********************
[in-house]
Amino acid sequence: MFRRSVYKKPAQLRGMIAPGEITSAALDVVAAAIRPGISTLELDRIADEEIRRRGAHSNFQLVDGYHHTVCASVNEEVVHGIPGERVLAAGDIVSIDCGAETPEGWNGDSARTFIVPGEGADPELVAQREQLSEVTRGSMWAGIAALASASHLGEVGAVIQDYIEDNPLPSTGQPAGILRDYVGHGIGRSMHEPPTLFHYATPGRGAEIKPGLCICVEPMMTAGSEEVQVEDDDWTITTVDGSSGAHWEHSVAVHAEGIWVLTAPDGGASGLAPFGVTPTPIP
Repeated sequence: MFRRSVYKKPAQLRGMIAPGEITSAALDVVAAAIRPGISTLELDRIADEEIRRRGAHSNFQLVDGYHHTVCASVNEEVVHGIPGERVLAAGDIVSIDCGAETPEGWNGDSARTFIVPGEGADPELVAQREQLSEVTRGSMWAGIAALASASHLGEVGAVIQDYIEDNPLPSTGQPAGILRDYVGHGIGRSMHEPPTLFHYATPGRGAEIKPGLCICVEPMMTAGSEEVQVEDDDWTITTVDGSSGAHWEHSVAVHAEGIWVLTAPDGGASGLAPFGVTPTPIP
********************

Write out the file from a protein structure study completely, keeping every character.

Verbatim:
[in-house]
Amino acid sequence: MFRRSVYKKPAQLRGMIAPGEITSAALDVVAAAIRPGISTLELDRIADEEIRRRGAHSNFQLVDGYHHTVCASVNEEVVHGIPGERVLAAGDIVSIDCGAETPEGWNGDSARTFIVPGEGADPELVAQREQLSEVTRGSMWAGIAALASASHLGEVGAVIQDYIEDNPLPSTGQPAGILRDYVGHGIGRSMHEPPTLFHYATPGRGAEIKPGLCICVEPMMTAGSEEVQVEDDDWTITTVDGSSGAHWEHSVAVHAEGIWVLTAPDGGASGLAPFGVTPTPIP
Repeated sequence: MFRRSVYKKPAQLRGMIAPGEITSAALDVVAAAIRPGISTLELDRIADEEIRRRGAHSNFQLVDGYHHTVCASVNEEVVHGIPGERVLAAGDIVSIDCGAETPEGWNGDSARTFIVPGEGADPELVAQREQLSEVTRGSMWAGIAALASASHLGEVGAVIQDYIEDNPLPSTGQPAGILRDYVGHGIGRSMHEPPTLFHYATPGRGAEIKPGLCICVEPMMTAGSEEVQVEDDDWTITTVDGSSGAHWEHSVAVHAEGIWVLTAPDGGASGLAPFGVTPTPIP